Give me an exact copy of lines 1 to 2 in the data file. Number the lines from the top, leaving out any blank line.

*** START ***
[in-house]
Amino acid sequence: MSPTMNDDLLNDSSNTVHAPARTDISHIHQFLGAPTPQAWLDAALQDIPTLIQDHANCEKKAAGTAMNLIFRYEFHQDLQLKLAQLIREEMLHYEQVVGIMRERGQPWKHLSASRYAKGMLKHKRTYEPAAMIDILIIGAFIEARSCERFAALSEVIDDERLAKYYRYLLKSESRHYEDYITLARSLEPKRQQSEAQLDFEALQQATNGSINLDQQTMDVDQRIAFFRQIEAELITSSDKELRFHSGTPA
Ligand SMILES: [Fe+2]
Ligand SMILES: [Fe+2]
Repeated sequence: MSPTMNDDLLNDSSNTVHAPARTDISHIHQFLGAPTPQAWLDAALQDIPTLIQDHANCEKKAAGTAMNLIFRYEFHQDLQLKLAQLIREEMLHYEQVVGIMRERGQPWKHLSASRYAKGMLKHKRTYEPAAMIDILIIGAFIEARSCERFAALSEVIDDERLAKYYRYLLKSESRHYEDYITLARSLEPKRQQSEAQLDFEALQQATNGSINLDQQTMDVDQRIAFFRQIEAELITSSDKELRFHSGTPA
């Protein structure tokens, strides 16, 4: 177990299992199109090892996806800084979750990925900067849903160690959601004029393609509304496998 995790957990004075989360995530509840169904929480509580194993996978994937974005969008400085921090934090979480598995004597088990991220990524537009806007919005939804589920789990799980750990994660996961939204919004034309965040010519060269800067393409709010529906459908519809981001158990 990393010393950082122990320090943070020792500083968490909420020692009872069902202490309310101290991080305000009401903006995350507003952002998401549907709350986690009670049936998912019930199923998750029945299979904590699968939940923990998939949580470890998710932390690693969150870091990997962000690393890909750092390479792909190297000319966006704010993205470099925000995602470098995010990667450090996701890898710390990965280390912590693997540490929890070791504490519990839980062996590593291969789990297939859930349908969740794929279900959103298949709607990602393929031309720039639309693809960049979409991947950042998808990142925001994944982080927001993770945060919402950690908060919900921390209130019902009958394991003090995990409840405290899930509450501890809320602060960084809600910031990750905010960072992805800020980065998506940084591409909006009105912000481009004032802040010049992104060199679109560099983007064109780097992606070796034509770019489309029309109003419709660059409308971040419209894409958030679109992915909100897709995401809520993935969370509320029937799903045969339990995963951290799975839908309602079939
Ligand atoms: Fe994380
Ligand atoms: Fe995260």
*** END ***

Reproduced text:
[in-house]
Amino acid sequence: MSPTMNDDLLNDSSNTVHAPARTDISHIHQFLGAPTPQAWLDAALQDIPTLIQDHANCEKKAAGTAMNLIFRYEFHQDLQLKLAQLIREEMLHYEQVVGIMRERGQPWKHLSASRYAKGMLKHKRTYEPAAMIDILIIGAFIEARSCERFAALSEVIDDERLAKYYRYLLKSESRHYEDYITLARSLEPKRQQSEAQLDFEALQQATNGSINLDQQTMDVDQRIAFFRQIEAELITSSDKELRFHSGTPA